Dietitian Abbey Sharp says the main seed oils we see in our food system are: Seed oils are canola, sunflower, grape seed, cotton seed, corn, safflower and soybean oils.
Seed oils are typically "inexpensive and they have a higher smoke point," she explained.
"They can basically withstand a whole bunch of different cooking preparations without spoiling, so that is why we tend to see a lot of them in our highly processed food system."
Linoleic acid, an omega-6 polyunsaturated fatty acid, is the main component of seed oils. It's also an essential part of the human diet.
Are seed oils worse than other oils?
According to Sharp, some studies have pointed to the potential inflammatory properties of too much omega-6 in the diet.
"However, the larger body of high-quality evidence actually suggests that omega-6 fats do not significantly affect inflammation," she explained.
"When 2012 systematic review assessed the effects of omega-6 linoleic acid on a variety of different inflammatory markers in the body... they found no strong association to suggest that increased inflammation."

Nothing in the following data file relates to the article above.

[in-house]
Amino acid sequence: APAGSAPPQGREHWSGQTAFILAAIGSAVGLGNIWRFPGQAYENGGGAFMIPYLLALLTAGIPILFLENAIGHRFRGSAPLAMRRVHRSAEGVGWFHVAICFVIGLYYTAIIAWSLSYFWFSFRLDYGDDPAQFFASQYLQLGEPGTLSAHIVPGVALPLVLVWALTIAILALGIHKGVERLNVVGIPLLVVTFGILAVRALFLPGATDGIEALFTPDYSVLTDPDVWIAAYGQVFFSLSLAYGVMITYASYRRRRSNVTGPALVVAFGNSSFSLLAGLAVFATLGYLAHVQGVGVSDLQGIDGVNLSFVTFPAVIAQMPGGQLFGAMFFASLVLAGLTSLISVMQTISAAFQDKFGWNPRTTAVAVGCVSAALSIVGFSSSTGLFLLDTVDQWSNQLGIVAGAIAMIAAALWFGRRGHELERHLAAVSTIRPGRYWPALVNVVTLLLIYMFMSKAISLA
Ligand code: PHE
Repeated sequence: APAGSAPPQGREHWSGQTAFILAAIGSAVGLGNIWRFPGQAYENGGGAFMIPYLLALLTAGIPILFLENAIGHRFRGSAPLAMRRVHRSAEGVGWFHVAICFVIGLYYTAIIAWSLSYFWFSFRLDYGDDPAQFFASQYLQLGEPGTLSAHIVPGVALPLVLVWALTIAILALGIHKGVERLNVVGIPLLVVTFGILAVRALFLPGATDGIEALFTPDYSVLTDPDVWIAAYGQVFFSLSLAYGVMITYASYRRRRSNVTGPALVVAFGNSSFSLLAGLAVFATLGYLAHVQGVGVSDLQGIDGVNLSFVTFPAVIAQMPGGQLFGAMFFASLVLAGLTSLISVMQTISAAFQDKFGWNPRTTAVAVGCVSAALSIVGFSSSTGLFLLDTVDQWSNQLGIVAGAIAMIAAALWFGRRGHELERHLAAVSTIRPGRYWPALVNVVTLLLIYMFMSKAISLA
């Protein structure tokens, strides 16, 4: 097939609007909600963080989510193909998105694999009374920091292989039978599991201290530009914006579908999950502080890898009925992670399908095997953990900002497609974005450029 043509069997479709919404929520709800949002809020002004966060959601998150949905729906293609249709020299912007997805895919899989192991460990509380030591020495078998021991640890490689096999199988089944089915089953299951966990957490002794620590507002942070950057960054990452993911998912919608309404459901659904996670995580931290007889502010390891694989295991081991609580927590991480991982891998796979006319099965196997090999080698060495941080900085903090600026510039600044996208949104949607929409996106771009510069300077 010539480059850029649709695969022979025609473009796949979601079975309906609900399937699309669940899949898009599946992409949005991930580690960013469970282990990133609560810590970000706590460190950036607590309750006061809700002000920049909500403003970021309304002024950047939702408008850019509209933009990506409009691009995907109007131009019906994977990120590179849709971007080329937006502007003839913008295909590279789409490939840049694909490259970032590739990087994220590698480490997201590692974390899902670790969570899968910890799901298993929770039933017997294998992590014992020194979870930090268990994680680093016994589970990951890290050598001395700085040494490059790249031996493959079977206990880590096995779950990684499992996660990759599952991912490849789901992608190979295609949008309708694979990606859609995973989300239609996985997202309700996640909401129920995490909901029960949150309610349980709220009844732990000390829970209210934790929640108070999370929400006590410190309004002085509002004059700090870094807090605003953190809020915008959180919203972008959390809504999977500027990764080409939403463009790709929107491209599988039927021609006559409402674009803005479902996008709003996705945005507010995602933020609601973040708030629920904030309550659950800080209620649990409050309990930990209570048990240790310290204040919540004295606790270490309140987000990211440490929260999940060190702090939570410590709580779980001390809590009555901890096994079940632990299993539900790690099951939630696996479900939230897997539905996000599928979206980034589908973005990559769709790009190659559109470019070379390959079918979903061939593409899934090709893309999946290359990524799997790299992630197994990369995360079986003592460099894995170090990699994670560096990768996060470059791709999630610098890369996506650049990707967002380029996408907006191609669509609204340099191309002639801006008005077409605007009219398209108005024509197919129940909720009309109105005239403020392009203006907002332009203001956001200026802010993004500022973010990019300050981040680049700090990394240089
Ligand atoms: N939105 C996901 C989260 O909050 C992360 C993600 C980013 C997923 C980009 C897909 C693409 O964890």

Some research even found reduced risk of cardiovascular events with rich omega-6 intake, Sharp added.
According to Sharp, the real problem is the imbalance of omega-6 to omega-3 fatty acids.
Omega-3s are generally found in fatty fish — which many people don't eat often, she explained.
"Most North Americans are getting about a 20-to-one ratio of omega-6 to omega-3.
"The ideal ratio for reducing chronic disease and inflammation is actually somewhere in the neighborhood of four to one, or even one-to-one."